Commuter Cycling Clothing

Review: Vulpine Women’s Cotton Rain Trousers

Were these commuter pants a hit or a miss?

All too often women are left out of the commuter trouser party, with many brands (who shall remain nameless) never stepping up to cater to our needs. Thankfully Vulpine is not one of them.

Check out our 8 top commuter pants 

Since launching Vulpine back in March 2012, founder Nick Hussey has built a reputation for meticulous attention to detail, superb quality and he’s a true advocate of women’s cycling too, backing Matrix Fitness – Vulpine a professional team who raced in The Women’s Tour last week.

It’s clear Hussey is passionate about his brand and the products he produces, and it’s not gone unnoticed. After just two years, Vulpine is already compared to cycling labels that have been around for decades. This hard work and dedication has been rewarded with rave reviews both from the industry and mainstream media.

At the end of last year, Vulpine focused on expanding their womenswear collection, and we’re so glad that they did.

Putting it simply, the women’s cotton rain trousers are wonderful. Let’s get things straight – they’re not perfect, but they’re so darn close that I bet you couldn’t find a more comfortable, chic and cycling-friendly pair of trousers for women to ride in. Yes, I’m putting it out there!


Well, where do I start? Overall, at first glance these look like a smart pair of chinos, best suited (apart from cycling!) for a casual office, trip to pub, walking the dog – in fact most situations. I have to admit that I’ve replaced wearing my jeans for these, they’re that comfy and stylish.

Achieving a comfortable fit for cyclists thighs in trousers is tough, but Vulpine seem to have managed it. There were no screaming thigh seams as I rode thanks to impeccable tailoring. The articulated knees allowed for unrestricted movement with every pedal stroke and combined with a seamless gusset I was exceptionally comfortable on every ride.

Admittedly, as someone who’s accustomed to wearing slim-fit jeans, it did take a little while to get used to the look of the generous style. But, as I’ve worn through the tight thighs of pair after pair of jeans, I’m not complaining about this new style – in fact it’s a welcome relief to find that Vulpine’s trousers sat beautifully on my waist while giving my thighs room to breath.

I’m a pretty curvy size 10, and I got on perfectly with Vulpine’s small. Leg length is also usually an issue, as I’m 5’3”, however these were bang on – perhaps if you’re tall these may not be the best trouser for you.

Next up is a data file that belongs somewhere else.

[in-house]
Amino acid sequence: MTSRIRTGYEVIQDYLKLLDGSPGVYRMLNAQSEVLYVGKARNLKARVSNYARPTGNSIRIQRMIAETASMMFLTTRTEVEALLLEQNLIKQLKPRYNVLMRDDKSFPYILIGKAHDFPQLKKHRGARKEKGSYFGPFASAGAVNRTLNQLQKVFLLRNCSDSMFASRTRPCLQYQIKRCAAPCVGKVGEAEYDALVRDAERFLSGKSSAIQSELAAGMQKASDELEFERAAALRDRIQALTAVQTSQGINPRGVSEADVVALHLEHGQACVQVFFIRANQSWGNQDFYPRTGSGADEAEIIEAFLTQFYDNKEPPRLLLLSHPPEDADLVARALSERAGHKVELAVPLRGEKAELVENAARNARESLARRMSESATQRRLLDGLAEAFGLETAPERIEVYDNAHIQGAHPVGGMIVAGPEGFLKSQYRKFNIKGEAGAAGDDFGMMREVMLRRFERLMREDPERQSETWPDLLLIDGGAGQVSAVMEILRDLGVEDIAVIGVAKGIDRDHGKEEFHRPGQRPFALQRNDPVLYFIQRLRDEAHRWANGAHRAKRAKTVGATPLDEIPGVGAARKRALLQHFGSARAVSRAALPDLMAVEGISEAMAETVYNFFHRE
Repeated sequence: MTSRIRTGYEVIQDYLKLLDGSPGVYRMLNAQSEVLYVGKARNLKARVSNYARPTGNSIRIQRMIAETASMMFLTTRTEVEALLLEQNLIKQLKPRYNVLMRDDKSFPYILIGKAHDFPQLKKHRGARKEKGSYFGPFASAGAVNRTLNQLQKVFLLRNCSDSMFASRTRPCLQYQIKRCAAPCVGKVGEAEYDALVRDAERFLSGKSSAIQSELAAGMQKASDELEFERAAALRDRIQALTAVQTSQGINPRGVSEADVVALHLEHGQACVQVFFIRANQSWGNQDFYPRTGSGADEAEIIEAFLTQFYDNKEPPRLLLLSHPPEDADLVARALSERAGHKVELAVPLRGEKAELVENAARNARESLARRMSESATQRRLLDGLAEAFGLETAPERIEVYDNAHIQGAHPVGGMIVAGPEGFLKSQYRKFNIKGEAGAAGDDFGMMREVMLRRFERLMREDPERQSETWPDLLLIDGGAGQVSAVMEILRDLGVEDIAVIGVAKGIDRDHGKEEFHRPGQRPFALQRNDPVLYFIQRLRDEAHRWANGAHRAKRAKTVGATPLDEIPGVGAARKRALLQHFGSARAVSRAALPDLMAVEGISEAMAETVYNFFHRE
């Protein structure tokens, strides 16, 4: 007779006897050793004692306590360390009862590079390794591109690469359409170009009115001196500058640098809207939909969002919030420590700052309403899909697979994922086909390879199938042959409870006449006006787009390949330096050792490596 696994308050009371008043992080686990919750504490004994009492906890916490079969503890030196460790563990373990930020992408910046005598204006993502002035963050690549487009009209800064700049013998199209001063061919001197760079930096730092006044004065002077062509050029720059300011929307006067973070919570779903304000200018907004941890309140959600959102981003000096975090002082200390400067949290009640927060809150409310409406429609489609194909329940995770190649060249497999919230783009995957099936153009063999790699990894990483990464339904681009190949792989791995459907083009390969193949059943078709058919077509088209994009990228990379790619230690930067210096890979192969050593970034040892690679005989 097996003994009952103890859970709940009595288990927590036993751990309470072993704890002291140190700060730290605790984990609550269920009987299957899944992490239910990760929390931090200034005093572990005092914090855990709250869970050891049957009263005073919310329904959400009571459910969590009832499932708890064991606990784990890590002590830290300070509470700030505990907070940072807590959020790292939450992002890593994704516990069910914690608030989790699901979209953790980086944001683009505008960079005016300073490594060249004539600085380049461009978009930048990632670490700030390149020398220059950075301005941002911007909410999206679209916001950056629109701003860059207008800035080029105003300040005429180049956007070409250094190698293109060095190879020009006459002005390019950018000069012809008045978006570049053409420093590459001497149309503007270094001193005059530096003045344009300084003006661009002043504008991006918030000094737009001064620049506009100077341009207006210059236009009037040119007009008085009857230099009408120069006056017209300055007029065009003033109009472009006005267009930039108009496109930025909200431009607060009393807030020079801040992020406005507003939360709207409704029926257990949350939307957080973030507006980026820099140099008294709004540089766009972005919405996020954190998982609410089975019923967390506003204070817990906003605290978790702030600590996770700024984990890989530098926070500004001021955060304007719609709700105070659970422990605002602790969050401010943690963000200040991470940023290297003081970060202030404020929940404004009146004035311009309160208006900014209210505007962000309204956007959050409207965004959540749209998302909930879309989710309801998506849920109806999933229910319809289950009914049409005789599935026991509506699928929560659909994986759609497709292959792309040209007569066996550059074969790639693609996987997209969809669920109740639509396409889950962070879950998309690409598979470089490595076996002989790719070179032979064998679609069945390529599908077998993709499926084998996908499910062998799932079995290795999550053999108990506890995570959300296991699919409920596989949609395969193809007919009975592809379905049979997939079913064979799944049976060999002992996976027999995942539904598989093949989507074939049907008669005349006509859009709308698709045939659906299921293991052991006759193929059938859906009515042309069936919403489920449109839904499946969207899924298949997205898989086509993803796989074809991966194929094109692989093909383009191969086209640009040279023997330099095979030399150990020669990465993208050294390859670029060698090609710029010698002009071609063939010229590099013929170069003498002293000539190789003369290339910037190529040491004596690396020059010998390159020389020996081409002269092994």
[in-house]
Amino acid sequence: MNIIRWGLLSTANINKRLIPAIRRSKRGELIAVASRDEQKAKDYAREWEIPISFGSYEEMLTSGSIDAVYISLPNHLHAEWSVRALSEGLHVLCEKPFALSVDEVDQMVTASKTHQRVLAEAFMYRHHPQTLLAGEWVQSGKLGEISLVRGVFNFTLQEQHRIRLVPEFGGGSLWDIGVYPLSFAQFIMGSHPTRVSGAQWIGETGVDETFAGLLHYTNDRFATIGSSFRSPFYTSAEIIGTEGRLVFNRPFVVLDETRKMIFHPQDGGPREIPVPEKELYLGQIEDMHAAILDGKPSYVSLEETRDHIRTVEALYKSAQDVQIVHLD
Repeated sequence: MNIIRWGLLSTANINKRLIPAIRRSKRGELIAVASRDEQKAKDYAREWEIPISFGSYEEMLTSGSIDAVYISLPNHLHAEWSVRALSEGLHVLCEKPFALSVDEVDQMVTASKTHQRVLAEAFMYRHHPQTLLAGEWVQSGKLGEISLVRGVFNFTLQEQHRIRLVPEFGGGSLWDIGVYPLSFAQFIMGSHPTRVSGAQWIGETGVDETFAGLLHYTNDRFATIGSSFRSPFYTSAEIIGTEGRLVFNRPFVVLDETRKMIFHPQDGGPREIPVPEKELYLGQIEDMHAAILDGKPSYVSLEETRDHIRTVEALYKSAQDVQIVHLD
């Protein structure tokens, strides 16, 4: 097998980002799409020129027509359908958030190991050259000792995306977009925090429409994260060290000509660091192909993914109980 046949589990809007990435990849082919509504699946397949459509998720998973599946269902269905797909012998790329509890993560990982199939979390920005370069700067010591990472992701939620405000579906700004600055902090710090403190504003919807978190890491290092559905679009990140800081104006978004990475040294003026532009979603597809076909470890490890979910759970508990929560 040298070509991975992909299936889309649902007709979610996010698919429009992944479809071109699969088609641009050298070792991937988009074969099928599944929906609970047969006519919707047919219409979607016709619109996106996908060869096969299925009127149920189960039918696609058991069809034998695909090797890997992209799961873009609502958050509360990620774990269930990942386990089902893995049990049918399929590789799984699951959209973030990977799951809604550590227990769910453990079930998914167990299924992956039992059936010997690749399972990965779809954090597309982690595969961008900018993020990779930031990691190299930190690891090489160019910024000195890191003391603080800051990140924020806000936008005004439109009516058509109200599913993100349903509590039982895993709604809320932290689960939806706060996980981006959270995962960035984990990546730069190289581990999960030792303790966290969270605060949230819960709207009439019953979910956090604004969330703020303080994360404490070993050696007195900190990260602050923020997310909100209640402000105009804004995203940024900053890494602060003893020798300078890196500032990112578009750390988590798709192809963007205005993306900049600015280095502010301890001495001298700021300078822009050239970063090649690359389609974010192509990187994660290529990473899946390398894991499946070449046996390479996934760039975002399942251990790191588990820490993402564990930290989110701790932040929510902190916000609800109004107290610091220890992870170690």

These trousers came into their absolute element as I rode through spring showers. Constructed from Epic Cotton, which Vulpine say is “tough against rain and wind but holds tailoring beautifully” I was pleased to see water beading and running off the surface. After a prolonged shower, I was left a tad dank, especially around the seams and areas that creased, but the beauty of the trousers is that they dried out in a flash.

Although the Epic Cotton is a tad rustily to walk/ride in, you get used to the noise, and I’d rather a little rustle than a wet bottom on my bike!

If that wasn’t enough, I’ve barely touched on all the features Vulpine have included to make these trousers suitable for cycling in. There’s the button adjustment on the bottom of the right leg to make sure your chain doesn’t eat the bottom of your trousers. Inside both legs the seams are covered with reflective tape to keep you visible.

Storage isn’t an issue, not that I like to carry a lot in my pockets, but if you do, there are more than enough to keep you happy.

The front left side has two, a zip pocket behind the main pocket, which incidentally is the only one I use to keep a little spare change in. On the right hand side there’s a carabiner to pop keys on to and the rear has a flap, with a flash of Vulpine green on the underside, a magnetic closure and a hidden light loop.

As with all things, there are a couple of things to look out for. Inside the waistband sits a thick band with 3 lines of grippy rubber running through it. It’s obviously to help keep your trousers/modesty in tact, but I don’t think it’s necessary.

The trousers are well cut and sit properly on your waist, about an inch below your belly button. Because of this, the grippy rubber band is redundant as there’s enough material to keep you covered. As I wear most of my tops outside of my trousers, rather than tucking them in, on hot days the rubber unfortunately irritated my rather delicate tummy skin.

Also, a random detail, and perhaps just me, but the zipper closes the wrong way. I’m used to fastening the left waist flap over the right.


Don’t want to carry a spare set of clothes or don Lycra on the way to work? Well we’ve just found the answer, supremely comfortable, well thought through cycling trousers that are a pleasure to wear both on and off the bike. Yes they are expensive, but effectively you’re getting two for the price of one, cycle kit and work wear!


Cut for proper women’s fit
No irritating seams to be found anywhere
Awash with cycle specific features


On the short side, so not best suited for tall women
Waistband could irritate some people’s skin

Price: RRP £140
Size: XS – L
Colour: Sahara, Indigo
More info: Vulpine

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